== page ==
By the time you read these words, early voting in the March 2 primaries will be under way. The race for the Republican nomination for governor, involving incumbent Rick Perry, United States senator Kay Bailey Hutchison, and upstart challenger Debra Medina, has attracted the most attention, as it should. The outcome will influence the future of Texas, and the three leading Republican candidates have very different ideas about that future.
An obscure group of races on the Republican primary ballot, however, may have an even greater influence on what Texas will be like fifteen or so years from now. These are battles for seats on the State Board of Education, a panel that has frequently made news in recent years—sad to say, seldom to its credit. I wrote about the SBOE in this space in September (“ Lowe and Behold”), calling it “the most dysfunctional agency in Texas government” and offering advice to new chairman Gail Lowe about how to fix it. In her brief tenure, Lowe has restored decorum and parliamentary order to the board, but its underlying problem can be fixed only at the ballot box: Too many members are hostile to public education.
The trouble is, most voters have little awareness of the importance of the SBOE, whose primary function is to determine the curriculum at all grade levels, including what courses should be taught in Texas schools, which texts should be used, and what their content should be. This mission seems simple enough. The board was once a sleepy corner of state government. The only controversies it engendered occurred when textbook critics appeared before the board to complain about statements that they perceived to be insufficiently appreciative of American values like free enterprise.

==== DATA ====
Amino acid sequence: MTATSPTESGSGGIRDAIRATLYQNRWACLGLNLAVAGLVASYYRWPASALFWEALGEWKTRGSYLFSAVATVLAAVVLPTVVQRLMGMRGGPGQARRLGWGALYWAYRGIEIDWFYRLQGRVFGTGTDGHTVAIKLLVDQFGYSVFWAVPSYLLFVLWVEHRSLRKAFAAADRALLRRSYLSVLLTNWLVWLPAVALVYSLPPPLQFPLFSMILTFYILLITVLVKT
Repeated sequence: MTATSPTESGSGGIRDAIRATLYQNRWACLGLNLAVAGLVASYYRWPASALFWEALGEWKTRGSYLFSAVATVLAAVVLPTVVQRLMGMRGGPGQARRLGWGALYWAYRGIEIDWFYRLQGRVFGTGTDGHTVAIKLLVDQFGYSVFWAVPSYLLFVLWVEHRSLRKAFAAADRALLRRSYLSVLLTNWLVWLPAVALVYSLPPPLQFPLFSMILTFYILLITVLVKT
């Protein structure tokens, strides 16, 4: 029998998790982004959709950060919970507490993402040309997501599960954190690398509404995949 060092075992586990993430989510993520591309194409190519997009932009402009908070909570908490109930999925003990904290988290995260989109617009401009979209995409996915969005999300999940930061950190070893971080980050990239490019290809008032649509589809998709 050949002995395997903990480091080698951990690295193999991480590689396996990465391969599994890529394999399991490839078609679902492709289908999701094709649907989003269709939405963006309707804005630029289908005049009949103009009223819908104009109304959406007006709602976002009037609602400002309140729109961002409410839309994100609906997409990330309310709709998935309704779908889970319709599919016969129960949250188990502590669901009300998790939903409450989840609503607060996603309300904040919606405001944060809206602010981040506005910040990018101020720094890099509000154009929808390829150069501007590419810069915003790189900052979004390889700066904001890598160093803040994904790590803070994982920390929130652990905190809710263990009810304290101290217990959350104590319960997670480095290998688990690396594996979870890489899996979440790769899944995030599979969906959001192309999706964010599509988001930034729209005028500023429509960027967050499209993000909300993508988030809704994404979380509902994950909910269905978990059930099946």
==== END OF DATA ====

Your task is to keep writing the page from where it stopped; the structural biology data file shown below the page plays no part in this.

That era ended with the 1994 elections. As George W. Bush was wresting the governorship from Ann Richards, far down the ballot two Republicans aligned with evangelical groups defeated two Democratic SBOE members from East Texas. Ever since, the far right has dominated the board, if not always in votes, always in volume. Bimonthly meetings have become the stuff of legend as the far-right bloc attempts to impose its view of the American ideal on Texas students.
Fast-forward to 2010 and contemplate the reaction of David Bradley, a leader of the far-right forces, to criticism that no one on the board’s School Finance Committee, which he chairs, has any expertise in investing: “If you sit on the mental health commission,” he said, “do you have to be retarded? If you sit on the [Texas Alcoholic Beverage Commission], do you have